Omega-3 fatty acids have anti-inflammatory effects which make a good remedy for joint pain. Your body turns them into anti-inflammatory chemicals called resolvins that can help take away joint stiffness and tenderness. In some cases the effect was so significant that people were able to stop taking their pain medication.

Turmeric (Curcumin)

This spice gives curry its yellow color. It may give you some pain relief too. A chemical in turmeric called curcumin blocks certain proteins that can cause inflammation. Over time, it can help joints ache less and help you move better.


Quercetin is a flavonoid naturally found in fruits and vegetables like red wine, onions, green tea, apples, berries etc. and is known for its anti-inflammatory and antioxidant effects.

A 2017 study in the Journal of the American College of Nutrition showed 500 mg of quercetin supplementation per day for 8 weeks resulted in significant improvements in clinical symptoms, disease activity, inflammatory markers, and health assessment in women with rheumatoid arthritis.

A 2019 study in the Journal of Cellular Physiology showed it eliminated cartilage degeneration and decreased cartilage cell death in the knee joints.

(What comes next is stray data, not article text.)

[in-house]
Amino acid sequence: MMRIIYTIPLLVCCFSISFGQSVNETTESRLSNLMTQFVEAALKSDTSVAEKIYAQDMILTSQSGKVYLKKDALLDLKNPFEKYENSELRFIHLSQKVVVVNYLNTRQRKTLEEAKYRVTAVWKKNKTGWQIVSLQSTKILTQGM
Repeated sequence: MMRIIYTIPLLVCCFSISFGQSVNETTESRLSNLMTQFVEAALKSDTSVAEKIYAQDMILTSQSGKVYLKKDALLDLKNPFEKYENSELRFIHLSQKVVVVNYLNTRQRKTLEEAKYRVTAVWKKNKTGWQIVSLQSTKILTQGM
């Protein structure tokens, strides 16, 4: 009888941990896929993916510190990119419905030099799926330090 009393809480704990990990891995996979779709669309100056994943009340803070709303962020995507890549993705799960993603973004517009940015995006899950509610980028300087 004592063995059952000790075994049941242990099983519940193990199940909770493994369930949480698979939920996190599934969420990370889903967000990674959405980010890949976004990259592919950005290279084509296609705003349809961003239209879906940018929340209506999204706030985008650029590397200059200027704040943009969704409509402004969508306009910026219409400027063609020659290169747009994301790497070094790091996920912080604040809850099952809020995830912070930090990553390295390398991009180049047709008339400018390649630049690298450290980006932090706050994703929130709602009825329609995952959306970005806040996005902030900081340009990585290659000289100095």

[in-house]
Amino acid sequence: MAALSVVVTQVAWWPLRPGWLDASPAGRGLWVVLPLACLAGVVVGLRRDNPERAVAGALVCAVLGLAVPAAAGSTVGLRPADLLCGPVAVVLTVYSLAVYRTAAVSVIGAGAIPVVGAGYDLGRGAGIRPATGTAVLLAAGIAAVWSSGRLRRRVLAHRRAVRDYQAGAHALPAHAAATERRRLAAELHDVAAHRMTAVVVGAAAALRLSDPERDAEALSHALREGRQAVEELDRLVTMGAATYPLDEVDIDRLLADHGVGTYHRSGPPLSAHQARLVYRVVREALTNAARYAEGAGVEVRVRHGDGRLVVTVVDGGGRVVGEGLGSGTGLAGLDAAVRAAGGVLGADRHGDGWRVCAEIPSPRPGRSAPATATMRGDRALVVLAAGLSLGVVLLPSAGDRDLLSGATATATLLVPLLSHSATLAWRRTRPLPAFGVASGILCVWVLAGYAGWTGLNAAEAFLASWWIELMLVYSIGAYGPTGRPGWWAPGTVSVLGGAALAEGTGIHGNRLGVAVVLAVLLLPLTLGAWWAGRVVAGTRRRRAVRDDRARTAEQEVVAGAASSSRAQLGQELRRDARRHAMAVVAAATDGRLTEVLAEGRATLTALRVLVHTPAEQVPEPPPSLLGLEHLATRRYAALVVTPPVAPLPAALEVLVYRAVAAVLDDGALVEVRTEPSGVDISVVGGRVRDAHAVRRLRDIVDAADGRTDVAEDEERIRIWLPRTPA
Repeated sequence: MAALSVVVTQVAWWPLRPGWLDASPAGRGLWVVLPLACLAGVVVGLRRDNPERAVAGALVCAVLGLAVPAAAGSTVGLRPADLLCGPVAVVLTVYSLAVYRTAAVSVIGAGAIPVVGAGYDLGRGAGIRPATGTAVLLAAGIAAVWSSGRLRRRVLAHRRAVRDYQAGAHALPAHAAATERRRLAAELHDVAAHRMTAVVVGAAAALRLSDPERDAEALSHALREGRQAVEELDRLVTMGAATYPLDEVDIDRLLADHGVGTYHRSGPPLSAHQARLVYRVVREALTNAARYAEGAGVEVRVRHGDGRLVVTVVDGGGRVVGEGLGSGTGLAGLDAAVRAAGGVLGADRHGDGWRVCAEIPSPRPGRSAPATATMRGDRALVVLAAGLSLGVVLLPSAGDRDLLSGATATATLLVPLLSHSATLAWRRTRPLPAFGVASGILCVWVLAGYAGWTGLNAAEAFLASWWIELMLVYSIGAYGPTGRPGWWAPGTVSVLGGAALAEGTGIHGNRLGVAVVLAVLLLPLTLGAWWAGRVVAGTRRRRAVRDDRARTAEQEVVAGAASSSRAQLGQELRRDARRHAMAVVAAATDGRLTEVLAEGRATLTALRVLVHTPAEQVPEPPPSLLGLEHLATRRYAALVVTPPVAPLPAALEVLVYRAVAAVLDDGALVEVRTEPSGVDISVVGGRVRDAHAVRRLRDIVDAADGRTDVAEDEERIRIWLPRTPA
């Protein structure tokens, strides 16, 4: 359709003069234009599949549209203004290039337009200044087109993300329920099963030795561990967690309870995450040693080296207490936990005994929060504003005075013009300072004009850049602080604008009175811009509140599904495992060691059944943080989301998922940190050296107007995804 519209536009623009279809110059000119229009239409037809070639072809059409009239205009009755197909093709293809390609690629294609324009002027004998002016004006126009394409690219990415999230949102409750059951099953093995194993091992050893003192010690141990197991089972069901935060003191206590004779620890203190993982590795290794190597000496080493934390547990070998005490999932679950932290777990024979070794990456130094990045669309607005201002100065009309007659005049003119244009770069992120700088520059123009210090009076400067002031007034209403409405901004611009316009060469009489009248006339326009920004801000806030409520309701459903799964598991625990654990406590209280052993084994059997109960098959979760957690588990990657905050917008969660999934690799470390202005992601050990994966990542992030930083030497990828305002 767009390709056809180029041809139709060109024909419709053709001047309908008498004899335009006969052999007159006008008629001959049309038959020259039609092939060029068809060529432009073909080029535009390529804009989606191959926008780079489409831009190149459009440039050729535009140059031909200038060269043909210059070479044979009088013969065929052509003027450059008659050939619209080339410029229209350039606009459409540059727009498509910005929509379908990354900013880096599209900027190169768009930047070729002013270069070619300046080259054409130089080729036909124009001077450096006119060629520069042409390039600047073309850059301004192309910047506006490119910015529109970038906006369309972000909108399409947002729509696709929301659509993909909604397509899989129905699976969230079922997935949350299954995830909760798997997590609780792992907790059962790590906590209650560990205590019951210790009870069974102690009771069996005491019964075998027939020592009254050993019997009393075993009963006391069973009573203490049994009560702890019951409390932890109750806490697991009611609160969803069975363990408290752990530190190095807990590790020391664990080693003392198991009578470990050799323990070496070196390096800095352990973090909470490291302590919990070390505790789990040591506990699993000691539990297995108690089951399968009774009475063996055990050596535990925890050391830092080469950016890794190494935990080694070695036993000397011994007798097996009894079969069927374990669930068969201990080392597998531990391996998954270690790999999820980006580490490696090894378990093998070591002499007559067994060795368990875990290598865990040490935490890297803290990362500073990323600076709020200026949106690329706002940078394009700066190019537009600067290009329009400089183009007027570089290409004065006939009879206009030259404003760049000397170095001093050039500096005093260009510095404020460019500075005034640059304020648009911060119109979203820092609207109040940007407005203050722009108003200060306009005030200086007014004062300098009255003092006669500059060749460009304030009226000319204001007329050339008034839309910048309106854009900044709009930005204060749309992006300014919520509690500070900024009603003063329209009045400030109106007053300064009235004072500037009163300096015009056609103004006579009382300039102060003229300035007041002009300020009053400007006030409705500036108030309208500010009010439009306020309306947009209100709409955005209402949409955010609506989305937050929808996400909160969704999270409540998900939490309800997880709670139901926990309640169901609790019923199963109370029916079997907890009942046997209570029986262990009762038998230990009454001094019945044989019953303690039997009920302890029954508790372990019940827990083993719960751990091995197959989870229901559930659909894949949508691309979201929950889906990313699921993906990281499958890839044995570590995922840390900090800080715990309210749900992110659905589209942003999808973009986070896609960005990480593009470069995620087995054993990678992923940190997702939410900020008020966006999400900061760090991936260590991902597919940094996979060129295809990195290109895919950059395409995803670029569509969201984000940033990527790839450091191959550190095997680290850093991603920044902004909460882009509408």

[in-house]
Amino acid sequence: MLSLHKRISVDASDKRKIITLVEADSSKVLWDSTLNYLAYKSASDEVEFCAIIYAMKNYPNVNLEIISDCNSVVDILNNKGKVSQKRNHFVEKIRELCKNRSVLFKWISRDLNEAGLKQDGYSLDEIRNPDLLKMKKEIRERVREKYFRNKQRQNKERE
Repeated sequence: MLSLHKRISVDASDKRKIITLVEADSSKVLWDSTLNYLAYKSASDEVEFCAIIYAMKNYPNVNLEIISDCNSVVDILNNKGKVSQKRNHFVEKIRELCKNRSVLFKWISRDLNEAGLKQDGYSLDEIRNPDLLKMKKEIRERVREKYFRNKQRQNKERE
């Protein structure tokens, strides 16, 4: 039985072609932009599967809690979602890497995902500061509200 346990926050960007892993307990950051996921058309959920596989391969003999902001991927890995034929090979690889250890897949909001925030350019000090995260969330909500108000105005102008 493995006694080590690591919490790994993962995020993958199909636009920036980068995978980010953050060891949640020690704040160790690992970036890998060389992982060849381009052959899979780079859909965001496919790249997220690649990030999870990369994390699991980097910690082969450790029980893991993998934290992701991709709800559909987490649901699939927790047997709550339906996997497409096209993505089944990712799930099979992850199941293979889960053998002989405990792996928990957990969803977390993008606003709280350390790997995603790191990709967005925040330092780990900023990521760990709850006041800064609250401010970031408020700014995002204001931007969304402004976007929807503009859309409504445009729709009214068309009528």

Fenugreek contains compounds which have been known to inhibit the inflammation that is seen in autoimmune inflammatory disorders like arthritis.

SAMe (S-adenosylmethionine)

Your liver produces this chemical compound. When you take it as a supplement, studies show SAMe can work as well as nonsteroidal anti-inflammatory medications (NSAIDs), such as ibuprofen and naproxen, to reduce inflammation and relieve pain. It may also help repair cartilage damage that causes arthritis symptoms.

Avocado Soybean Unsaponifiables (ASU)

ASU is an extract made from a combination of avocado and soybean oil extracts.
Your joints are lined with special cells called synovial cells. ASU helps protect them so they can promote the growth of healthy connective tissue. Studies show that over time, people with osteoarthritis who take ASU supplements may need less pain medication than they did before. In Denmark, ASU is marketed as a food supplement for its anti-inflammatory effects and its ability to stimulate cartilage growth and repair.


Also called Indian frankincense, this plant extract has been a part of African and Asian folk medicine for centuries. The active ingredient in Boswellia can help with pain and improve movement in your joints. Research also shows it can slow down cartilage loss.